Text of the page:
or, stuff that I dragged out of my head

Location: Moncton, New Brunswick, Canada

Wednesday, August 03, 2005


Reader ana writes in response to Monday's posting:

The mistakes you rant about are exactly the types of things that bother me when I read books and articles. I don't care if people make mistakes in e-mails or other personal correspondence, but professional writers and editors should use and spell words correctly. Sometimes the mistakes are so obvious that running the spell-check on the computer would pick them up. Other times they aren't so obvious, but a good editor should be able to find and correct them.

But there are so very many bad editors out there. Or non-existent ones: I almost never read the Globe and Mail, "Canada's National Newspaper", because I can be assured of finding spelling and grammatical errors on almost every page. I don't believe they even copy-edit; I think they just instruct their writers to run everything through a spell-checker and then publish it. It's just too dispiriting, almost maddening. (Although it does give me something to carp about, and for that I suppose I ought to be grateful.)

You're so right that professionals should use words properly. I would go farther and say that that is a job requirement, in the same way that being able to shoot accurately is a job requirement for a police officer. In fact, I'll go even farther, as far as I can, and say that being able to use English precisely and correctly is the job description of writers and editors. Period. It is the entirely of their work; it's what they're paid to do, and if they can't do it, they should be fired and replaced with people who can.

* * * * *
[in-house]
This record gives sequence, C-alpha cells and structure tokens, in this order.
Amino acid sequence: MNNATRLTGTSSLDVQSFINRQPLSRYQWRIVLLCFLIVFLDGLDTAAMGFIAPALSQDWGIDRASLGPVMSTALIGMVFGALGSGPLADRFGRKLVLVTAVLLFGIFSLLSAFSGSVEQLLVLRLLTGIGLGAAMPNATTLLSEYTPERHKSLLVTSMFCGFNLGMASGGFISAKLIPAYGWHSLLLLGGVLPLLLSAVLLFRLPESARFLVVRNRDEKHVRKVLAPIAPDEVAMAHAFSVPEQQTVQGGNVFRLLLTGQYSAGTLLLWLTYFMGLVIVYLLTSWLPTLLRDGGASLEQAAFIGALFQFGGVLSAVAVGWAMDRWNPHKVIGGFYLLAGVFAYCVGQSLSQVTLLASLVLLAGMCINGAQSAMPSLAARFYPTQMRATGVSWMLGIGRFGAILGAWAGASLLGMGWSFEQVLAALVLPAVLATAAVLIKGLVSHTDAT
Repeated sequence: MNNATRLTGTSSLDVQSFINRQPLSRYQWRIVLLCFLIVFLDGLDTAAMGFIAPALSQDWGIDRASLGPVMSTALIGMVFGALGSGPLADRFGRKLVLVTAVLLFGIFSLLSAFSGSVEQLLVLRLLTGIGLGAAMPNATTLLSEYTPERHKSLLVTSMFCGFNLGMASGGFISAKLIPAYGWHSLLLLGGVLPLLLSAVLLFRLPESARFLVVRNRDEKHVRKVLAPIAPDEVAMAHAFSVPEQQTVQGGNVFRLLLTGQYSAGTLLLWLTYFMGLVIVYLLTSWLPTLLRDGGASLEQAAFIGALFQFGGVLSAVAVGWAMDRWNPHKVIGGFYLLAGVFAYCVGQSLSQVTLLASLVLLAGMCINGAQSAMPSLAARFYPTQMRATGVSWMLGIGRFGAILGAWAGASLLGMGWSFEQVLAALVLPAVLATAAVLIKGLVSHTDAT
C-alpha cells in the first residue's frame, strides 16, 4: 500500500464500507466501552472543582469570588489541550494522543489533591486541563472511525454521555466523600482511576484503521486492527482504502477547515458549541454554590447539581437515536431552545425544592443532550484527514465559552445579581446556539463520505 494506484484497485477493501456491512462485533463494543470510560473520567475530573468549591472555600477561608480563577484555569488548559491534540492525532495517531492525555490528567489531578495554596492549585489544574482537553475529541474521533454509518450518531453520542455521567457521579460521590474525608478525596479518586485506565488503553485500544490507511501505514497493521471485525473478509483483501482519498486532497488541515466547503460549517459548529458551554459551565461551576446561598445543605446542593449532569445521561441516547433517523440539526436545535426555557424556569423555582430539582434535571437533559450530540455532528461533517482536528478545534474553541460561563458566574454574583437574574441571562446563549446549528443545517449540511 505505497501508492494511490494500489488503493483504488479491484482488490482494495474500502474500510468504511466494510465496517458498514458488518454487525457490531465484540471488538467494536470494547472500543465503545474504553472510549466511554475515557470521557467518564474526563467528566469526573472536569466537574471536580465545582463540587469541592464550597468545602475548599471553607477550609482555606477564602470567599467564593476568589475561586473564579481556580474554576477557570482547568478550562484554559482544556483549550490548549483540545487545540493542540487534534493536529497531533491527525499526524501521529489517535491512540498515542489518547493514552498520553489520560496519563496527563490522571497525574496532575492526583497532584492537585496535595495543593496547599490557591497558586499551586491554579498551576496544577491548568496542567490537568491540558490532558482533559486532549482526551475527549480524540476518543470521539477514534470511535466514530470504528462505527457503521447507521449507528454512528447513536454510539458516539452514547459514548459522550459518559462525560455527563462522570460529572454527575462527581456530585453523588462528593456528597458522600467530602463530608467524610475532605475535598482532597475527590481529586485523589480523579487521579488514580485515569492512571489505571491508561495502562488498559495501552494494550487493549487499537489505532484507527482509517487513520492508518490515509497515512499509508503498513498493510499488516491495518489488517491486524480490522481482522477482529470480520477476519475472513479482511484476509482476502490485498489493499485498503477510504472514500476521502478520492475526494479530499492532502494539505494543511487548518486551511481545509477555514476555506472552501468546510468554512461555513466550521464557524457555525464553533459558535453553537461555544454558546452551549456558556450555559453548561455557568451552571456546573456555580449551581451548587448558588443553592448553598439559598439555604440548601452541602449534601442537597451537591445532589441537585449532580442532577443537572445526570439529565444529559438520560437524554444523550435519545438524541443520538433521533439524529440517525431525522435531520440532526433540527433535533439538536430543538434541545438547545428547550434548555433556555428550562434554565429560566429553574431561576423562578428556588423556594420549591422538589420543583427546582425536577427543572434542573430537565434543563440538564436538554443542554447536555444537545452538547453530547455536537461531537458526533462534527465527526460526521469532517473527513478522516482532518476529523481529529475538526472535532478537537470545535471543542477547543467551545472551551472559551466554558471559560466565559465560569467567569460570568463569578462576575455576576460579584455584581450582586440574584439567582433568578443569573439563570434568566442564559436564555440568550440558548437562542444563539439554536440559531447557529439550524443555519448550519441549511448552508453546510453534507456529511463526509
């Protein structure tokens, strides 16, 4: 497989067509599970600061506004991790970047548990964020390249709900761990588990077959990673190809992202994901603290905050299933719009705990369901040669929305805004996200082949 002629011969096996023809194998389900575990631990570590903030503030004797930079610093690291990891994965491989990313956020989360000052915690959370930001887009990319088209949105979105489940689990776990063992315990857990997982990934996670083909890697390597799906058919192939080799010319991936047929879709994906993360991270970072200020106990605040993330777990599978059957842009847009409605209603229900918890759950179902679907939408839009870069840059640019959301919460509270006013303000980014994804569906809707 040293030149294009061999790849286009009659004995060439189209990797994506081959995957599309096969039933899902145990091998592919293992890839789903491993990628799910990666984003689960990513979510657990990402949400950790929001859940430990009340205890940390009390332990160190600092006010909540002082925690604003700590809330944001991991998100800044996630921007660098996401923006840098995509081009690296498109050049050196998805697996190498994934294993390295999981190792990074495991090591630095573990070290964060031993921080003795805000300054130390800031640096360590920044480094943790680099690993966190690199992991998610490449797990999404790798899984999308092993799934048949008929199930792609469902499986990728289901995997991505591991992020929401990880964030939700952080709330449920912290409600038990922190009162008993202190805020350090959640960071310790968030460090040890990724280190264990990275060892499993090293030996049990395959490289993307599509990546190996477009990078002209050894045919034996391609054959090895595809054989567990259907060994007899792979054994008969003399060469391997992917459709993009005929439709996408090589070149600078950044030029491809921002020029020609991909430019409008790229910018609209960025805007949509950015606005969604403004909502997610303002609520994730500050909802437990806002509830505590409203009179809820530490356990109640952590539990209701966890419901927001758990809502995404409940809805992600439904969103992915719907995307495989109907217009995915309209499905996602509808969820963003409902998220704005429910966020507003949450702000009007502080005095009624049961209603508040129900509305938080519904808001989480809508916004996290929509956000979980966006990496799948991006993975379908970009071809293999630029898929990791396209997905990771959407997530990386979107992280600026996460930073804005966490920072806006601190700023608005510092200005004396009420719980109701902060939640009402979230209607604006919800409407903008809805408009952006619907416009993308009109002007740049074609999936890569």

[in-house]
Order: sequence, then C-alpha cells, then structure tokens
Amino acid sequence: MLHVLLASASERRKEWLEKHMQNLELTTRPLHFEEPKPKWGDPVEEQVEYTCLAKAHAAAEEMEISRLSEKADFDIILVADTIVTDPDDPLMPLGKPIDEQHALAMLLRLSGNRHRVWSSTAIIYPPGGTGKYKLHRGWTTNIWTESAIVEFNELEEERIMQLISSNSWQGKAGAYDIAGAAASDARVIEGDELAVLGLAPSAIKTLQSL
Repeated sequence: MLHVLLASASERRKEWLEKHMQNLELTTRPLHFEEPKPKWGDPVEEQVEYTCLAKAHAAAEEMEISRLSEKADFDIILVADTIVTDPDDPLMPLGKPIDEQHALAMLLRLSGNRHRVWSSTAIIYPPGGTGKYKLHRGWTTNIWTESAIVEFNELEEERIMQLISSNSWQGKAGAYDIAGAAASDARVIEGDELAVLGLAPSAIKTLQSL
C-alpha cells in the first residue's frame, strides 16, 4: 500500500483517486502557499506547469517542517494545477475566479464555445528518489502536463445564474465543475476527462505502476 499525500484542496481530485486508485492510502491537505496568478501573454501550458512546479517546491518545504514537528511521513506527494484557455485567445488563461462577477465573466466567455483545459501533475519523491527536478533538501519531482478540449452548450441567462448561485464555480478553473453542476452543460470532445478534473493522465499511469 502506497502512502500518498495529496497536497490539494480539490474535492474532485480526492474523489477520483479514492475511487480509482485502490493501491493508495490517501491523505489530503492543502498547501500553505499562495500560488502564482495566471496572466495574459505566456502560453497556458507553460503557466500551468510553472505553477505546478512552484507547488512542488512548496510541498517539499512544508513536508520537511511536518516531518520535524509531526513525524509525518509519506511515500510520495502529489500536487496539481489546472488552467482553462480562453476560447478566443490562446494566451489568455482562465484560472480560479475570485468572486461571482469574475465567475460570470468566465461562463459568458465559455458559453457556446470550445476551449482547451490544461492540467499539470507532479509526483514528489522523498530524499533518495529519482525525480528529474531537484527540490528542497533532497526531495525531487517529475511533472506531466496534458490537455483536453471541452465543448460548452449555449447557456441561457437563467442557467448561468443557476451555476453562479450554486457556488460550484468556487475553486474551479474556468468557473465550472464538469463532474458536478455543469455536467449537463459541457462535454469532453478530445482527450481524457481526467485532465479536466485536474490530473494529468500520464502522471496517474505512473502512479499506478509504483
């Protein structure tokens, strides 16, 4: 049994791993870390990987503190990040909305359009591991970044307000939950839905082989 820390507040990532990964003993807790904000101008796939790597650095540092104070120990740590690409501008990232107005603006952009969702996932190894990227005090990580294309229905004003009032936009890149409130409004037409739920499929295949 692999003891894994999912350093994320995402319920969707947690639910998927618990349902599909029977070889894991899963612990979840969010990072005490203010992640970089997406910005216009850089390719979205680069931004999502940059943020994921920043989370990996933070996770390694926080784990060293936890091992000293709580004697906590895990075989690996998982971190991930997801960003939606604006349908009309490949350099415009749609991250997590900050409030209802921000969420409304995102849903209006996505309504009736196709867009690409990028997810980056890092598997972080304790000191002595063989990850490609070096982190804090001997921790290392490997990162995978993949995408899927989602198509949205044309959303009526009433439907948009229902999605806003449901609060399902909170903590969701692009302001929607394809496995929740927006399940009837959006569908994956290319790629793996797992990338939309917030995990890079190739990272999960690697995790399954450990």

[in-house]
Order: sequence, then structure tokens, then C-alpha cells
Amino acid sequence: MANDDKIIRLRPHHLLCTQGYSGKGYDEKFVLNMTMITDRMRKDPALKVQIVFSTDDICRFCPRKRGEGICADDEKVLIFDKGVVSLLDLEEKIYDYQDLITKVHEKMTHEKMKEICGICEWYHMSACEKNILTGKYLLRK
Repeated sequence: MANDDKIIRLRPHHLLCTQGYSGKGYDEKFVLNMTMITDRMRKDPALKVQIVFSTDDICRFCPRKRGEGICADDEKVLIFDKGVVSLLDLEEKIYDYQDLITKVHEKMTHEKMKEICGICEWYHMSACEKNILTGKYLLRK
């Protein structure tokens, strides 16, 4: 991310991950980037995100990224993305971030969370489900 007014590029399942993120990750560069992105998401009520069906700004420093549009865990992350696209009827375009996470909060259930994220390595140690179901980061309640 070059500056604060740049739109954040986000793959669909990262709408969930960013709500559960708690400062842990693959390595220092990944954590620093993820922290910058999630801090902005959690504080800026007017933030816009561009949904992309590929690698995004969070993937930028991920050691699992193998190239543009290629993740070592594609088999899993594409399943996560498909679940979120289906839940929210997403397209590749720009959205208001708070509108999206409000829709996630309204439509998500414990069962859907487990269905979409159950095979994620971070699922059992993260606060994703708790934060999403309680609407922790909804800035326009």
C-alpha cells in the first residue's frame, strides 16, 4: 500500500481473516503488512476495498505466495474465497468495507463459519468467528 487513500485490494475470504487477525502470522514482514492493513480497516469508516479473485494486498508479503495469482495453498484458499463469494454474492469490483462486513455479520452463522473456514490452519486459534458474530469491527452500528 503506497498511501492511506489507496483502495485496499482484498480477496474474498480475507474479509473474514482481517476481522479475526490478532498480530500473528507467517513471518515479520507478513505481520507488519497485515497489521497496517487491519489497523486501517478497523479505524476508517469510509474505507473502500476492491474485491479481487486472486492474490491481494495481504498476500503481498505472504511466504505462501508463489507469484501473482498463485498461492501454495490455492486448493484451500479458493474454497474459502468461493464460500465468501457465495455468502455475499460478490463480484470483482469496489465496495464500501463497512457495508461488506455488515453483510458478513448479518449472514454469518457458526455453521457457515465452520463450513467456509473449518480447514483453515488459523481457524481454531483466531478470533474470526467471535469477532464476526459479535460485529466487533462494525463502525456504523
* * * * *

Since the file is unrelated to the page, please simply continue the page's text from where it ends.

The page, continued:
Okay, I got a little intemperate there, so let me backtrack just a little. Writers ought to be thoroughly conversant with the English language, but they do make mistakes, and they're the creative ones, so we allow them a little leeway. (James Joyce.) It's the editors who have to be rigorous, demanding, finicky, precise, and thoroughly familiar with the oddities and byways of English. Every writer needs editing; every professional publication needs editors. Personal communication--which includes blogs--is more or less free from this constraint; everything else needs a second, knowledgeable pair of eyes. Everything.

Even blogs have editors in the form of other alert readers. I read James Wolcott regularly; he's an interesting, well-informed writer, and if the occasional typo slips in, well, so be it. But in this blog posting he wrote the following sentence:

Craig Nettles, former 3rd baseman for the NY Yankees, once wiseguyed there was an upside to Yankee owner George Steinbrenner's peripatetic meddling.

Well, as everyone knows, the former 3rd baseman for the New York Yankees was actually named Graig Nettles, so of course I e-mailed him so he could fix it. Did he? He did not. Tsk. I'm sure he gets lots of e-mails, but if someone wrote me about a mistake I'd made, I would 1) argue the point if I thought I had one, and/or 2) make the correction immediately. But then, I am not a famous writer, so I probably have more time on my hands than Mr. Wolcott.


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